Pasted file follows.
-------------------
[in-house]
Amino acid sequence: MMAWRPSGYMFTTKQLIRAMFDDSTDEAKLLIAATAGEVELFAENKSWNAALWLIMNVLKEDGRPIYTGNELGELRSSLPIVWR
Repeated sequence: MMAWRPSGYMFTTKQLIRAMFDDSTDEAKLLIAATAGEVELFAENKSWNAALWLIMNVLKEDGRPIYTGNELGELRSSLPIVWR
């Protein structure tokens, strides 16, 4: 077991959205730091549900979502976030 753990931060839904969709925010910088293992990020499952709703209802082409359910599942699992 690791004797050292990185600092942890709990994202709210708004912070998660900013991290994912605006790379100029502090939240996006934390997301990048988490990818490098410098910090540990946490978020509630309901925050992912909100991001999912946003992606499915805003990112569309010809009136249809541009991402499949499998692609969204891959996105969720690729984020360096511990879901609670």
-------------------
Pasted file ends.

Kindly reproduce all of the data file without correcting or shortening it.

[in-house]
Amino acid sequence: MMAWRPSGYMFTTKQLIRAMFDDSTDEAKLLIAATAGEVELFAENKSWNAALWLIMNVLKEDGRPIYTGNELGELRSSLPIVWR
Repeated sequence: MMAWRPSGYMFTTKQLIRAMFDDSTDEAKLLIAATAGEVELFAENKSWNAALWLIMNVLKEDGRPIYTGNELGELRSSLPIVWR
């Protein structure tokens, strides 16, 4: 077991959205730091549900979502976030 753990931060839904969709925010910088293992990020499952709703209802082409359910599942699992 690791004797050292990185600092942890709990994202709210708004912070998660900013991290994912605006790379100029502090939240996006934390997301990048988490990818490098410098910090540990946490978020509630309901925050992912909100991001999912946003992606499915805003990112569309010809009136249809541009991402499949499998692609969204891959996105969720690729984020360096511990879901609670």